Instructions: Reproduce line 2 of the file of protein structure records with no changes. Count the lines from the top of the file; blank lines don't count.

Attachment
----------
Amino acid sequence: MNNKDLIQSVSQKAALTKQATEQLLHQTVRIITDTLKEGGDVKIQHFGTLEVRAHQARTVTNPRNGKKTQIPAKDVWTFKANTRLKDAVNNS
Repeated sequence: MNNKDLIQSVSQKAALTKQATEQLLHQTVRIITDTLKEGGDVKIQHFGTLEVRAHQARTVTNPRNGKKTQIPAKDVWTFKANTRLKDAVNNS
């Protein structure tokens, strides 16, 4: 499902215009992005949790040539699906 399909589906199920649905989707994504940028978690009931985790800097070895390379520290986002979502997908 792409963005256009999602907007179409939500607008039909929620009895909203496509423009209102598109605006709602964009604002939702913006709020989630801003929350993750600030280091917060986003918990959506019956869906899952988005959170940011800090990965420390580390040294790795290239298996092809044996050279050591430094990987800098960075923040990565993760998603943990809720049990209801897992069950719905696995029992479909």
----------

Repeated sequence: MNNKDLIQSVSQKAALTKQATEQLLHQTVRIITDTLKEGGDVKIQHFGTLEVRAHQARTVTNPRNGKKTQIPAKDVWTFKANTRLKDAVNNS